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Five of the funniest moments in Latino Comedy Project history

Twenty years of comedy sketches have produced some intended — and unintended — laughs.


Highlights

Since 1997, the Latino Comedy Project has been saying what nobody else in Austin would say.

We celebrate the double-decade landmark and the one-weekend revival of their show exploring gentrification.

Can it really have been 20 years?

Since 1997, the Latino Comedy Project, the brainchild of visionary cultural activist Maria Rocha, has been saying what nobody else in Austin would say. And making people laugh every step of the way.

To celebrate the double-decade landmark and to remind folks of a one-weekend-only revival of “Gentrif*cked” at the Santa Cruz Studio Theater, we asked some of troupe long-timers about their funniest LCP moments.

RELATED: Latino Comedy Project tackles gentrification through humor

Danu Uribe

About 10 years ago, we had a gig at the University of Texas for a Latino student organization. It was basically a large classroom auditorium we were performing in, so they had set up a pop-up pipe-and-drape-style dressing room on the stage. Our tech guy was set up at a table next to the stage with his laptop.

The show was going really well. I had written this musical parody called “Shave My Legs” to the tune of Destiny’s Child’s “Say My Name.” It was a goofy piece bringing light to society’s obsession with women’s bodies being hairless and the plight of hair removal.

About a third of the way into the song, I noticed a man in the back of the auditorium gesticulating wildly. Then he started running down the aisle right at the stage. I just continued singing and dancing like nothing was going on.

Then, the guy started telling our tech guy to “Shut it down! Shut it down!” And I was just thinking to myself, “What in the world is going on?” The man started pulling at the cords.

And that’s when the music just stopped.

I still continued to sing and dance until the man declared to the audience the show was over. The three of us ladies that were in the number retreated back to our pop-up dressing room and rapidly started packing up our costumes and wigs and props.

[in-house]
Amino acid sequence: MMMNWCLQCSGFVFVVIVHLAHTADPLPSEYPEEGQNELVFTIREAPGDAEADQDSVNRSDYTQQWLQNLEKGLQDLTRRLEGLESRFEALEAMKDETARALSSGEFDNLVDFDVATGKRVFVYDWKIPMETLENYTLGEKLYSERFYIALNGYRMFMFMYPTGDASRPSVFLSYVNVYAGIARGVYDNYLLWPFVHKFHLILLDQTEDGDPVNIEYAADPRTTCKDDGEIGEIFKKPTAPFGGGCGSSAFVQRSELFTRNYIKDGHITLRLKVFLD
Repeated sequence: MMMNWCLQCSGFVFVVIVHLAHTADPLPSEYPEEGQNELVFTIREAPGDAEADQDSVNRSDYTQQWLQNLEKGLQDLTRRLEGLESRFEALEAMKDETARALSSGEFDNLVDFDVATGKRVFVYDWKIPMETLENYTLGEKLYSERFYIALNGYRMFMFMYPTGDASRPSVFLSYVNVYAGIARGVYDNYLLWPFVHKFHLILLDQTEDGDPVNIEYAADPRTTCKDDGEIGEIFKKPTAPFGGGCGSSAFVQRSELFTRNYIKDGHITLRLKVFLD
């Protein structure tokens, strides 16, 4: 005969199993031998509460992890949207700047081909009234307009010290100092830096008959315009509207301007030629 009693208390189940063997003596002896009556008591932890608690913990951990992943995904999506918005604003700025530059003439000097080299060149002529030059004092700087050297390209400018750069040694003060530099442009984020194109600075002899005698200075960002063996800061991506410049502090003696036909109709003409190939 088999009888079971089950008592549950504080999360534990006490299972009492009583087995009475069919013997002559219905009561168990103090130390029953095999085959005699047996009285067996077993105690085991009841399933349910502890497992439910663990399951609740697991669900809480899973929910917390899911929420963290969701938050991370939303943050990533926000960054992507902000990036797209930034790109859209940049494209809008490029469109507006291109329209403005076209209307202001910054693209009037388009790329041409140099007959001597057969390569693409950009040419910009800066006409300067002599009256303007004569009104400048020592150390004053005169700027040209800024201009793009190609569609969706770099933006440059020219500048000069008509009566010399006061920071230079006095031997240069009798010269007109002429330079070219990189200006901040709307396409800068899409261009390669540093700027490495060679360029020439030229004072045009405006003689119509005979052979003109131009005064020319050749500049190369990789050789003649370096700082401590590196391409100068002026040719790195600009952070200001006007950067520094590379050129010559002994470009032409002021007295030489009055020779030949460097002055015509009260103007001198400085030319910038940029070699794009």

In our rush to get out, the pop-up dressing room came crashing down, exposing us like the Wizard of Oz. We grabbed our gear and made a swift exit. Once outside, Adrian said, “Hold on. I’ve got to get our check.”

We stood outside as the entire audience filed out. Adrian emerged with check in hand and then we bolted.

Nothing like this had never happened to me before. Someone censored my work. It was thrilling! I definitely have a new definition of the term “showstopper” now!

Omar Gallaga

(Gallaga also is an American-Statesman staff writer who covers tech for 512Tech.com and is co-host of “I Love You So Much: The Austin360 Podcast.”)

I’m a big fan of sketches that work without using any dialogue at all. One that we used to perform was called “The Short Beautiful Life of the Piojo,” which was a very silly choreographed dance piece about a head louse relishing in life, reproducing and dying in the space of three minutes. Spoiler: He’s killed by a giant fingernail projected on screen.

The entire thing is set to the famous “Flower Duet” piece from the opera “Lakmé,” which in the pre-Spotify, pre-iTunes days must have required a lot of creative Yahoo searches to find since I know nothing about classical or opera music.

What I remember most about the piece is that it required the construction of costumes my mother helped make that included foam swimming-pool noodles wrapped in black material and held together by yarn to create the illusion of six insect arms that we’d wave around on stage as Patricia Arredondo and I did our lice dance of love.

There were also little maggotlike lice babies made of white Styrofoam balls swaddled in baby pink and blue blankets.

This was a lot of effort for a really dumb idea, which was never more evident than when we performed the sketch on the historic and gigantic Paramount Theatre stage. I remember huffing across the expanse of that space, leaping my little piojo (louse) heart out and playing those foam arms to the back rows. My death scene yelping and spasms strained my voice and gave me back pains after the run was over.

I’ll never forget that out-of-body moment in that huge, classy venue, wondering how we were getting away with a romantic head-lice tragedy on the same stage where Miles Davis, Harry Houdini and Chita Rivera had performed.

Every now and then someone who remembers the sketch will tell me they heard the “Flower Duet” on a commercial and their mind went straight to seeing a guy in tights with six arms and pipe-cleaner antennae leap around a stage to it so many years ago.

That’s what I associate it with, too.

PODCAST: Adrian Villegas talks about Latino Comedy Project’s recent, very relevant show

Mical Trejo

When we were first getting started, a lot of us had varying degrees of experience. I’d come up through the St. Edward’s University theater program while also cutting my teeth at Esther’s Follies. Others had no stage or stagecraft training.

Omar Gallaga wrote a piece called “La Femme Lupita” about a maid who doubled as a spy with some very ambitious set demands. When we asked him how he planned on making a trash can on wheels, he paused and said, “Maybe out of chicken wire?”